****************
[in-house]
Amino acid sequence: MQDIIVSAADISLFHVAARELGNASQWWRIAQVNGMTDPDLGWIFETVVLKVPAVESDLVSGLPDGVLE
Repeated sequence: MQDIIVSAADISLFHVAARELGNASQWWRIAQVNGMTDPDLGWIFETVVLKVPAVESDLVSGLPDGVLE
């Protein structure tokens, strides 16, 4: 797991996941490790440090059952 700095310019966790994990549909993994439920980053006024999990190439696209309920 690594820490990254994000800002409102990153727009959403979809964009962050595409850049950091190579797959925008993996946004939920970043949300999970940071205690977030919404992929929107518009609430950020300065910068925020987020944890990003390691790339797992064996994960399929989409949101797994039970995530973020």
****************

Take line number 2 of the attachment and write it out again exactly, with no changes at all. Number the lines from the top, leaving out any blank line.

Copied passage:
Amino acid sequence: MQDIIVSAADISLFHVAARELGNASQWWRIAQVNGMTDPDLGWIFETVVLKVPAVESDLVSGLPDGVLE